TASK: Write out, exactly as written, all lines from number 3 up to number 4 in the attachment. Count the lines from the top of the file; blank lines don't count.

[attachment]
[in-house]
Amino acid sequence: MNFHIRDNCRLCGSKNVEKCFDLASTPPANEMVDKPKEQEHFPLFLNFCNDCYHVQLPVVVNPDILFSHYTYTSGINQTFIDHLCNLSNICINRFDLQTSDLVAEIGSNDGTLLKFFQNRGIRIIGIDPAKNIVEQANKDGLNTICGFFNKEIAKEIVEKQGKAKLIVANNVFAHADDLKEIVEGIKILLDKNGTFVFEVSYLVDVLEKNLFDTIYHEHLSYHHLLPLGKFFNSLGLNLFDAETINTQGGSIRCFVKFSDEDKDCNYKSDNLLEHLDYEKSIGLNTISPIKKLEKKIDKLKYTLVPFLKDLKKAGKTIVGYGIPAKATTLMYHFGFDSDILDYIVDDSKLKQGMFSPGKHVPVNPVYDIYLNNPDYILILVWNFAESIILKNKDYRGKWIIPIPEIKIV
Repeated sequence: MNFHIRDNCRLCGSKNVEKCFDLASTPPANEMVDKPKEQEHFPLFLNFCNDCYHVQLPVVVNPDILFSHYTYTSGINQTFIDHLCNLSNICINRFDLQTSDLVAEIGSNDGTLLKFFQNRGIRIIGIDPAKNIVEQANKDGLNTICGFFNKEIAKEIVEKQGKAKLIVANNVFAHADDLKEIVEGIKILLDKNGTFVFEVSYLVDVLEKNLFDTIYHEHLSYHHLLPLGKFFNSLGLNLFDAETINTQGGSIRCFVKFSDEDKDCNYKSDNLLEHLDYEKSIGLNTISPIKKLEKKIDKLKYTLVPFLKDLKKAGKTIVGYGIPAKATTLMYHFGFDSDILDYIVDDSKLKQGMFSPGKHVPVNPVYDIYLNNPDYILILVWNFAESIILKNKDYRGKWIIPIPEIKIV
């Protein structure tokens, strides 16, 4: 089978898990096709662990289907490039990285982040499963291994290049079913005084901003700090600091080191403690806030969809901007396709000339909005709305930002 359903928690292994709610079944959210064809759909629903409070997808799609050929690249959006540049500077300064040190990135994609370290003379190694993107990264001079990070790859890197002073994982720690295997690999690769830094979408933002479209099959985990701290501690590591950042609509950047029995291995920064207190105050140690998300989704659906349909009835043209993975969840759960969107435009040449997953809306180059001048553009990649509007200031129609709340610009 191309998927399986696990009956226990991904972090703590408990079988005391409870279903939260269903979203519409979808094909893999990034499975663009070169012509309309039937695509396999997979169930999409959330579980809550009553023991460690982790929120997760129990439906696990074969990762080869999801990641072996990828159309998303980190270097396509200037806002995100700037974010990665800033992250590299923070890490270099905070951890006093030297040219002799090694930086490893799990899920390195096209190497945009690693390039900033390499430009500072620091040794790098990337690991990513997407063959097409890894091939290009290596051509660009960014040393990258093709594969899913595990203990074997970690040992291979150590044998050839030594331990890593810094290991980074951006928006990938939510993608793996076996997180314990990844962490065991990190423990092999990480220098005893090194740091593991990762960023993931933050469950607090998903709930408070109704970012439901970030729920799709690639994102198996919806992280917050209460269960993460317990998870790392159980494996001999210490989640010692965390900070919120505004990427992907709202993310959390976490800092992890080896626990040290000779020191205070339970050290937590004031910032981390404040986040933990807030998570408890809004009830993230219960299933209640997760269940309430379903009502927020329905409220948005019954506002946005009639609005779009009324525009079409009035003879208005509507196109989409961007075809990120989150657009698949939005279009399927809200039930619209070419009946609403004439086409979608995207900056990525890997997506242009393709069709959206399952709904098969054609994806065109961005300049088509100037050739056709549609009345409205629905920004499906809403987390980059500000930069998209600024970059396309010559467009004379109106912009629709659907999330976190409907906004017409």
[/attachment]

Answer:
Repeated sequence: MNFHIRDNCRLCGSKNVEKCFDLASTPPANEMVDKPKEQEHFPLFLNFCNDCYHVQLPVVVNPDILFSHYTYTSGINQTFIDHLCNLSNICINRFDLQTSDLVAEIGSNDGTLLKFFQNRGIRIIGIDPAKNIVEQANKDGLNTICGFFNKEIAKEIVEKQGKAKLIVANNVFAHADDLKEIVEGIKILLDKNGTFVFEVSYLVDVLEKNLFDTIYHEHLSYHHLLPLGKFFNSLGLNLFDAETINTQGGSIRCFVKFSDEDKDCNYKSDNLLEHLDYEKSIGLNTISPIKKLEKKIDKLKYTLVPFLKDLKKAGKTIVGYGIPAKATTLMYHFGFDSDILDYIVDDSKLKQGMFSPGKHVPVNPVYDIYLNNPDYILILVWNFAESIILKNKDYRGKWIIPIPEIKIV
């Protein structure tokens, strides 16, 4: 089978898990096709662990289907490039990285982040499963291994290049079913005084901003700090600091080191403690806030969809901007396709000339909005709305930002 359903928690292994709610079944959210064809759909629903409070997808799609050929690249959006540049500077300064040190990135994609370290003379190694993107990264001079990070790859890197002073994982720690295997690999690769830094979408933002479209099959985990701290501690590591950042609509950047029995291995920064207190105050140690998300989704659906349909009835043209993975969840759960969107435009040449997953809306180059001048553009990649509007200031129609709340610009 191309998927399986696990009956226990991904972090703590408990079988005391409870279903939260269903979203519409979808094909893999990034499975663009070169012509309309039937695509396999997979169930999409959330579980809550009553023991460690982790929120997760129990439906696990074969990762080869999801990641072996990828159309998303980190270097396509200037806002995100700037974010990665800033992250590299923070890490270099905070951890006093030297040219002799090694930086490893799990899920390195096209190497945009690693390039900033390499430009500072620091040794790098990337690991990513997407063959097409890894091939290009290596051509660009960014040393990258093709594969899913595990203990074997970690040992291979150590044998050839030594331990890593810094290991980074951006928006990938939510993608793996076996997180314990990844962490065991990190423990092999990480220098005893090194740091593991990762960023993931933050469950607090998903709930408070109704970012439901970030729920799709690639994102198996919806992280917050209460269960993460317990998870790392159980494996001999210490989640010692965390900070919120505004990427992907709202993310959390976490800092992890080896626990040290000779020191205070339970050290937590004031910032981390404040986040933990807030998570408890809004009830993230219960299933209640997760269940309430379903009502927020329905409220948005019954506002946005009639609005779009009324525009079409009035003879208005509507196109989409961007075809990120989150657009698949939005279009399927809200039930619209070419009946609403004439086409979608995207900056990525890997997506242009393709069709959206399952709904098969054609994806065109961005300049088509100037050739056709549609009345409205629905920004499906809403987390980059500000930069998209600024970059396309010559467009004379109106912009629709659907999330976190409907906004017409």